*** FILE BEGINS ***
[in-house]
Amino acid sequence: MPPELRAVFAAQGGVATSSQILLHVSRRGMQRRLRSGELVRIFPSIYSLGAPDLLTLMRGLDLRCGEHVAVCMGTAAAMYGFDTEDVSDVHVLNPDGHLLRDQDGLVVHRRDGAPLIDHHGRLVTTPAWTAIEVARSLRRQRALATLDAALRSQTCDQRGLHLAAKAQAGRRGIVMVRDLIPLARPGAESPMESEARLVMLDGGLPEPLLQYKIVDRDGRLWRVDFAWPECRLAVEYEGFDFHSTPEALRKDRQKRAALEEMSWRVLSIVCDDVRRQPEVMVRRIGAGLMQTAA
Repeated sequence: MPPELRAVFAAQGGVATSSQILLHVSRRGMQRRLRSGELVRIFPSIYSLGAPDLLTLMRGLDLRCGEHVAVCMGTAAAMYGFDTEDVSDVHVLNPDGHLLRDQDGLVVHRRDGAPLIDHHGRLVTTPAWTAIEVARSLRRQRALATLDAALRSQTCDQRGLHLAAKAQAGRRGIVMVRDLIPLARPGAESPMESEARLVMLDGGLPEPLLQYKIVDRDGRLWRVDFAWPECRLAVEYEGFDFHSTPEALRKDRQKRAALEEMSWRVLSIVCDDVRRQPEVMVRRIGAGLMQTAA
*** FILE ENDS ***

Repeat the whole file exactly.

[in-house]
Amino acid sequence: MPPELRAVFAAQGGVATSSQILLHVSRRGMQRRLRSGELVRIFPSIYSLGAPDLLTLMRGLDLRCGEHVAVCMGTAAAMYGFDTEDVSDVHVLNPDGHLLRDQDGLVVHRRDGAPLIDHHGRLVTTPAWTAIEVARSLRRQRALATLDAALRSQTCDQRGLHLAAKAQAGRRGIVMVRDLIPLARPGAESPMESEARLVMLDGGLPEPLLQYKIVDRDGRLWRVDFAWPECRLAVEYEGFDFHSTPEALRKDRQKRAALEEMSWRVLSIVCDDVRRQPEVMVRRIGAGLMQTAA
Repeated sequence: MPPELRAVFAAQGGVATSSQILLHVSRRGMQRRLRSGELVRIFPSIYSLGAPDLLTLMRGLDLRCGEHVAVCMGTAAAMYGFDTEDVSDVHVLNPDGHLLRDQDGLVVHRRDGAPLIDHHGRLVTTPAWTAIEVARSLRRQRALATLDAALRSQTCDQRGLHLAAKAQAGRRGIVMVRDLIPLARPGAESPMESEARLVMLDGGLPEPLLQYKIVDRDGRLWRVDFAWPECRLAVEYEGFDFHSTPEALRKDRQKRAALEEMSWRVLSIVCDDVRRQPEVMVRRIGAGLMQTAA